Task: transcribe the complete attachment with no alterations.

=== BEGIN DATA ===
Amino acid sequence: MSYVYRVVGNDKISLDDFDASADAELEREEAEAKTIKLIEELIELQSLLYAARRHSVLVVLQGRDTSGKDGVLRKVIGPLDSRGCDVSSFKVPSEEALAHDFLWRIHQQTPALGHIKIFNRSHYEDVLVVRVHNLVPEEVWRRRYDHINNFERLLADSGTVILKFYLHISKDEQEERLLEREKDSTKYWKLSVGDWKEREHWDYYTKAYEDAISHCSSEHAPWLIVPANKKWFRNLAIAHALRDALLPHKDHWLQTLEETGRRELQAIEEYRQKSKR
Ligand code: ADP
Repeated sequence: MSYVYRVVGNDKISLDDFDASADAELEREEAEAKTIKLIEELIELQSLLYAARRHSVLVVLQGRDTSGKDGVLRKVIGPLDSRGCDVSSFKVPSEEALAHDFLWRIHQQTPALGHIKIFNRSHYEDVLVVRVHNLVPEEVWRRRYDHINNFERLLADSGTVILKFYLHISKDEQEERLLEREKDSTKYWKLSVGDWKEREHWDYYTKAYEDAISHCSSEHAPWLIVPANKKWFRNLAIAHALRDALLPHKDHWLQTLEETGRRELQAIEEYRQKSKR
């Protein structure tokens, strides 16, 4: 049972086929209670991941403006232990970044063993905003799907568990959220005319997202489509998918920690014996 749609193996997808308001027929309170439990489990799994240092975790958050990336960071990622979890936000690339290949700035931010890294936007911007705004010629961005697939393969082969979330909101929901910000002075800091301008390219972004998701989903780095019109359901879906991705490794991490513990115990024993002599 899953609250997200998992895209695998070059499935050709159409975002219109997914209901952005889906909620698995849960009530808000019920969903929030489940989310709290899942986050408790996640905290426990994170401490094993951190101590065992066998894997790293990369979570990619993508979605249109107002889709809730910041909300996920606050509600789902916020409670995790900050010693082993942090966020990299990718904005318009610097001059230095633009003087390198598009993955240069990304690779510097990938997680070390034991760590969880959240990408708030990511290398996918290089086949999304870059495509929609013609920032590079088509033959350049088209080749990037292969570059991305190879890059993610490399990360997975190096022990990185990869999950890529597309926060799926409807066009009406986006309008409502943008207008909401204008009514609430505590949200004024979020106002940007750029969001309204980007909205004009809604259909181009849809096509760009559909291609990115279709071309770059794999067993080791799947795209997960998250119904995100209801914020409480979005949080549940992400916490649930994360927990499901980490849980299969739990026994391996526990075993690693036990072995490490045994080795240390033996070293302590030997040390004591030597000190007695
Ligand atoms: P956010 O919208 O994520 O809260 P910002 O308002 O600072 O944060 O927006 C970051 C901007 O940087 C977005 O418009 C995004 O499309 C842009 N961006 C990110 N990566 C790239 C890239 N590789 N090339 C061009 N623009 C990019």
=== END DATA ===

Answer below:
Amino acid sequence: MSYVYRVVGNDKISLDDFDASADAELEREEAEAKTIKLIEELIELQSLLYAARRHSVLVVLQGRDTSGKDGVLRKVIGPLDSRGCDVSSFKVPSEEALAHDFLWRIHQQTPALGHIKIFNRSHYEDVLVVRVHNLVPEEVWRRRYDHINNFERLLADSGTVILKFYLHISKDEQEERLLEREKDSTKYWKLSVGDWKEREHWDYYTKAYEDAISHCSSEHAPWLIVPANKKWFRNLAIAHALRDALLPHKDHWLQTLEETGRRELQAIEEYRQKSKR
Ligand code: ADP
Repeated sequence: MSYVYRVVGNDKISLDDFDASADAELEREEAEAKTIKLIEELIELQSLLYAARRHSVLVVLQGRDTSGKDGVLRKVIGPLDSRGCDVSSFKVPSEEALAHDFLWRIHQQTPALGHIKIFNRSHYEDVLVVRVHNLVPEEVWRRRYDHINNFERLLADSGTVILKFYLHISKDEQEERLLEREKDSTKYWKLSVGDWKEREHWDYYTKAYEDAISHCSSEHAPWLIVPANKKWFRNLAIAHALRDALLPHKDHWLQTLEETGRRELQAIEEYRQKSKR
């Protein structure tokens, strides 16, 4: 049972086929209670991941403006232990970044063993905003799907568990959220005319997202489509998918920690014996 749609193996997808308001027929309170439990489990799994240092975790958050990336960071990622979890936000690339290949700035931010890294936007911007705004010629961005697939393969082969979330909101929901910000002075800091301008390219972004998701989903780095019109359901879906991705490794991490513990115990024993002599 899953609250997200998992895209695998070059499935050709159409975002219109997914209901952005889906909620698995849960009530808000019920969903929030489940989310709290899942986050408790996640905290426990994170401490094993951190101590065992066998894997790293990369979570990619993508979605249109107002889709809730910041909300996920606050509600789902916020409670995790900050010693082993942090966020990299990718904005318009610097001059230095633009003087390198598009993955240069990304690779510097990938997680070390034991760590969880959240990408708030990511290398996918290089086949999304870059495509929609013609920032590079088509033959350049088209080749990037292969570059991305190879890059993610490399990360997975190096022990990185990869999950890529597309926060799926409807066009009406986006309008409502943008207008909401204008009514609430505590949200004024979020106002940007750029969001309204980007909205004009809604259909181009849809096509760009559909291609990115279709071309770059794999067993080791799947795209997960998250119904995100209801914020409480979005949080549940992400916490649930994360927990499901980490849980299969739990026994391996526990075993690693036990072995490490045994080795240390033996070293302590030997040390004591030597000190007695
Ligand atoms: P956010 O919208 O994520 O809260 P910002 O308002 O600072 O944060 O927006 C970051 C901007 O940087 C977005 O418009 C995004 O499309 C842009 N961006 C990110 N990566 C790239 C890239 N590789 N090339 C061009 N623009 C990019």